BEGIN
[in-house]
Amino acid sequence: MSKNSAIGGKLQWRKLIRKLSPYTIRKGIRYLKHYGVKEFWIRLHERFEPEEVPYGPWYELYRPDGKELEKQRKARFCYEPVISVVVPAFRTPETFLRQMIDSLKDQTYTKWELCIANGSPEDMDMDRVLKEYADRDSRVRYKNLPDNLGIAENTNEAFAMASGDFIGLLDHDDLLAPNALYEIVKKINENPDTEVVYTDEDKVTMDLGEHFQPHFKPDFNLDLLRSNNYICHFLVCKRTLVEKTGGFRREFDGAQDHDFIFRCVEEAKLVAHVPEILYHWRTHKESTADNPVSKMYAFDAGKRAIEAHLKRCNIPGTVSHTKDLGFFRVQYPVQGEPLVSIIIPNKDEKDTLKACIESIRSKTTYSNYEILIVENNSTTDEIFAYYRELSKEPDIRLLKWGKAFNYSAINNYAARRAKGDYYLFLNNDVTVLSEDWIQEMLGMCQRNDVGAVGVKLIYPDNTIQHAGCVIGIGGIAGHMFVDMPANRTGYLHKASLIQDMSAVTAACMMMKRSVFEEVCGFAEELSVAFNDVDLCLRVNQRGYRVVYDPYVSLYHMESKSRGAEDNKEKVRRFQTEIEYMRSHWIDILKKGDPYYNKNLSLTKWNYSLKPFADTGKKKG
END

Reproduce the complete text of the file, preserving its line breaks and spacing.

[in-house]
Amino acid sequence: MSKNSAIGGKLQWRKLIRKLSPYTIRKGIRYLKHYGVKEFWIRLHERFEPEEVPYGPWYELYRPDGKELEKQRKARFCYEPVISVVVPAFRTPETFLRQMIDSLKDQTYTKWELCIANGSPEDMDMDRVLKEYADRDSRVRYKNLPDNLGIAENTNEAFAMASGDFIGLLDHDDLLAPNALYEIVKKINENPDTEVVYTDEDKVTMDLGEHFQPHFKPDFNLDLLRSNNYICHFLVCKRTLVEKTGGFRREFDGAQDHDFIFRCVEEAKLVAHVPEILYHWRTHKESTADNPVSKMYAFDAGKRAIEAHLKRCNIPGTVSHTKDLGFFRVQYPVQGEPLVSIIIPNKDEKDTLKACIESIRSKTTYSNYEILIVENNSTTDEIFAYYRELSKEPDIRLLKWGKAFNYSAINNYAARRAKGDYYLFLNNDVTVLSEDWIQEMLGMCQRNDVGAVGVKLIYPDNTIQHAGCVIGIGGIAGHMFVDMPANRTGYLHKASLIQDMSAVTAACMMMKRSVFEEVCGFAEELSVAFNDVDLCLRVNQRGYRVVYDPYVSLYHMESKSRGAEDNKEKVRRFQTEIEYMRSHWIDILKKGDPYYNKNLSLTKWNYSLKPFADTGKKKG